If you have been following the tech press since Windows 8 started the preview process as it was being developed you know the reviews have been very mixed.

Then we get the surprise announcement last summer that Microsoft was building their own Windows 8 device called Surface. To say the tech world was surprised and somewhat shocked by that info is an understatement.  The idea behind Surface was to build a device that would enhance the experience of Windows 8 and that might put OEM’s on call that they needed to up their game when it came to the Windows 8 devices they were building. There was a need for OEM’s to bring better designs and form factors to the table.

We also know that Windows 8 sales are roughly along the lines of Windows 7 as the two month mark just passed with 60 million licenses being sold.  Still no solid numbers on sales of the Surface RT tablet that was released on the same day as Windows 8 was in late October of last year but we do know it has been expanded into other retail outlets and not just Microsoft’s own brick and mortar stores.  We also know that the long awaited Surface Pro, a full blown Windows 8 tablet that can run all of your legacy Windows software, will be out in just a couple of weeks.

Now we just have to look back a few days at the recently completed Consumer Electronics Show 2013 in Las Vegas, which by the way Microsoft did not have a large presence at, to see that Microsoft is actually impacting the OEM’s and their Windows 8 devices that are already out or will be released.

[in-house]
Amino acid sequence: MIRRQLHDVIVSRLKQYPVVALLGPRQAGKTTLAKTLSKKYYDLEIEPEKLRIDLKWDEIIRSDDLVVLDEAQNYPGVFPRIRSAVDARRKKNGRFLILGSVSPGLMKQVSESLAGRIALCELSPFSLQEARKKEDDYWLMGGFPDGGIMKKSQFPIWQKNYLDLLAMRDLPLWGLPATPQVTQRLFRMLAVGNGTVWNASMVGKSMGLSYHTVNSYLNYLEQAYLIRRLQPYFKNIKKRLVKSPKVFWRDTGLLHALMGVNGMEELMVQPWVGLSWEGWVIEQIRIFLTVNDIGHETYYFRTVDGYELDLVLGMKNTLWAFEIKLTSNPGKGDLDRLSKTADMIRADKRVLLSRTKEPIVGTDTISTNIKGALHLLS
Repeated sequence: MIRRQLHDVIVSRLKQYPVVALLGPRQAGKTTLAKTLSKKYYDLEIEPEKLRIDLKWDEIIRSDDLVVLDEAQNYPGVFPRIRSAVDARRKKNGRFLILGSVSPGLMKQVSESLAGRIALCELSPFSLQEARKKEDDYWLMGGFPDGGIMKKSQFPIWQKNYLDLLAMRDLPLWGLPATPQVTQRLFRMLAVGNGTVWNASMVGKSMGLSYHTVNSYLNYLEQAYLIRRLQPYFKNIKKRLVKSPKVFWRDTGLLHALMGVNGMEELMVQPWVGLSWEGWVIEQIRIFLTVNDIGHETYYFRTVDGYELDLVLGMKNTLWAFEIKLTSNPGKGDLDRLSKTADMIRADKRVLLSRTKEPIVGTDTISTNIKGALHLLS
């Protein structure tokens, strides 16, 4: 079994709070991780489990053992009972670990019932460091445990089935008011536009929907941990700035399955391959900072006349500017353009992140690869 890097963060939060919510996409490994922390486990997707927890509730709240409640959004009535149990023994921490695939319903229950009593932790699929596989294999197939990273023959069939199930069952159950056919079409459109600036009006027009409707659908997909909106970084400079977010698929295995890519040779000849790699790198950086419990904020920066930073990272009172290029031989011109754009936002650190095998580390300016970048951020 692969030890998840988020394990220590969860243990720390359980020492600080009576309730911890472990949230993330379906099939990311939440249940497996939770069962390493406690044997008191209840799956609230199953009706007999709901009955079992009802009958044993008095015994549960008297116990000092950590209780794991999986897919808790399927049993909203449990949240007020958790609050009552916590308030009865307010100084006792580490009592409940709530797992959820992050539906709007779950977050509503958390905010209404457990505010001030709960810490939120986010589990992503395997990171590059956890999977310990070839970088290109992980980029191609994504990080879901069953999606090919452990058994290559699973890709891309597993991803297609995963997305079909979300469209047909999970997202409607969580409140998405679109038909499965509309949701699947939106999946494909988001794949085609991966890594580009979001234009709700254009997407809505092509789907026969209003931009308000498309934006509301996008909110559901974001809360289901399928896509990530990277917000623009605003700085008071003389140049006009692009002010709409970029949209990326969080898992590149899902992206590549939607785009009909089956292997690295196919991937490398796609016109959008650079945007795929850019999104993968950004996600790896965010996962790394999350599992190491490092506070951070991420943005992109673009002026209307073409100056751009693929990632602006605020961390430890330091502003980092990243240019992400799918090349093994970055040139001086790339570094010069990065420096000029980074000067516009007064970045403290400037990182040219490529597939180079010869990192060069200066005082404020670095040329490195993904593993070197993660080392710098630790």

So where is this impact coming from?  Well it stems from Windows 8 and its new touch based interface that begins with the new Start Screen.

Windows 8 has gotten a pretty hard knock in reviews and the tech press in general for its mish mash of two different styles of interface in one – old school desktop and the new modern interface – along with the apps in the Windows Store.

Despite all of the dislike for the new interface many people who have had the opportunity to try Windows 8 on a touch enabled device realize that this new Start Screen and modern apps work well in a touch environment.  When you add a keyboard and mouse into the mix it really does become an ideal and efficient way to work with the operating system.

So that means a Windows 8 device with either a dock style keyboard for a tablet or a convertible style which allows you to transform the device from a typical laptop configuration to a full tablet are the ideal form factors for this OS.  Even an all in one that has a touch screen could work well in the right ergonomic setups.

If you go back throughout CES and see the form factors that were introduced with Windows 8 on those systems the majority of them had touch screens.  Even Intel revealed that they would require all ultrabooks to have touch screens in 2012 and beyond.

So why did all these systems have touch screens?

Well because they had Windows 8 on them.

Who built Windows 8?

Well Microsoft did of course.

You see how they did that?